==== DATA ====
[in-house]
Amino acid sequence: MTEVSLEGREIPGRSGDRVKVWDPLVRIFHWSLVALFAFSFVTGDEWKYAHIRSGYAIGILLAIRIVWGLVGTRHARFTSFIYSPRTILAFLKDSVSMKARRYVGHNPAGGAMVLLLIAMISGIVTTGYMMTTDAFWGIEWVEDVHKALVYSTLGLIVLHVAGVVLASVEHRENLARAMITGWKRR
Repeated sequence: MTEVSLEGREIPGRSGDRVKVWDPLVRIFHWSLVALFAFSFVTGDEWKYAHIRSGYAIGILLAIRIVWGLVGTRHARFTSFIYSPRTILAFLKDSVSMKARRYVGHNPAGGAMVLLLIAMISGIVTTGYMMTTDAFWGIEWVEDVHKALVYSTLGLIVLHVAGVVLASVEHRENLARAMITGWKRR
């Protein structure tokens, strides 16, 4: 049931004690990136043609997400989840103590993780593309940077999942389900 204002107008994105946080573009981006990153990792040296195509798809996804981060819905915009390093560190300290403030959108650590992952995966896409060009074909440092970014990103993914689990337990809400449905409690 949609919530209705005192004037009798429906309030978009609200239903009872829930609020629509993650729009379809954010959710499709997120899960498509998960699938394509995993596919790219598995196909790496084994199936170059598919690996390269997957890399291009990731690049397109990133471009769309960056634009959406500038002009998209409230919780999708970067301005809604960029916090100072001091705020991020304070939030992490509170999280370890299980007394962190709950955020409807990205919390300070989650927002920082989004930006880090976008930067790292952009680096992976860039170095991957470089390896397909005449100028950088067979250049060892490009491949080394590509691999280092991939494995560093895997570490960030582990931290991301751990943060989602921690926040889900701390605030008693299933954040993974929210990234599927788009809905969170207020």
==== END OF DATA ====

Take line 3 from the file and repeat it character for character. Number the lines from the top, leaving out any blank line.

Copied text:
Repeated sequence: MTEVSLEGREIPGRSGDRVKVWDPLVRIFHWSLVALFAFSFVTGDEWKYAHIRSGYAIGILLAIRIVWGLVGTRHARFTSFIYSPRTILAFLKDSVSMKARRYVGHNPAGGAMVLLLIAMISGIVTTGYMMTTDAFWGIEWVEDVHKALVYSTLGLIVLHVAGVVLASVEHRENLARAMITGWKRR